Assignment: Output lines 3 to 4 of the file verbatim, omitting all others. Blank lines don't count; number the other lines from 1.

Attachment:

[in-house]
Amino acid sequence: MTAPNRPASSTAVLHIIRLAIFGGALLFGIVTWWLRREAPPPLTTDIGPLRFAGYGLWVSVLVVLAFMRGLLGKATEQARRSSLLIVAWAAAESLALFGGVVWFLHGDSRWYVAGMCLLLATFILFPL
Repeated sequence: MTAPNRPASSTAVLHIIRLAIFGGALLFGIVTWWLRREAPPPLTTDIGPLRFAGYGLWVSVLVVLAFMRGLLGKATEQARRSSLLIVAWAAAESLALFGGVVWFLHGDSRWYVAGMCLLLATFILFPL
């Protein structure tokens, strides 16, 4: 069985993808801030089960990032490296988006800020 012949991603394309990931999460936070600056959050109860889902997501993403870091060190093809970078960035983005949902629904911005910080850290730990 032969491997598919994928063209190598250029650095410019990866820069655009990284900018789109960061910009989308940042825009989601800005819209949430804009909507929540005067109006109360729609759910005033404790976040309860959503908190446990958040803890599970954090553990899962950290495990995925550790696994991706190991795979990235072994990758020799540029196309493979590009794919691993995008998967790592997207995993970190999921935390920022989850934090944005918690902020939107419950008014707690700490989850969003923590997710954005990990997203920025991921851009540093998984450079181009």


Repeated sequence: MTAPNRPASSTAVLHIIRLAIFGGALLFGIVTWWLRREAPPPLTTDIGPLRFAGYGLWVSVLVVLAFMRGLLGKATEQARRSSLLIVAWAAAESLALFGGVVWFLHGDSRWYVAGMCLLLATFILFPL
């Protein structure tokens, strides 16, 4: 069985993808801030089960990032490296988006800020 012949991603394309990931999460936070600056959050109860889902997501993403870091060190093809970078960035983005949902629904911005910080850290730990 032969491997598919994928063209190598250029650095410019990866820069655009990284900018789109960061910009989308940042825009989601800005819209949430804009909507929540005067109006109360729609759910005033404790976040309860959503908190446990958040803890599970954090553990899962950290495990995925550790696994991706190991795979990235072994990758020799540029196309493979590009794919691993995008998967790592997207995993970190999921935390920022989850934090944005918690902020939107419950008014707690700490989850969003923590997710954005990990997203920025991921851009540093998984450079181009």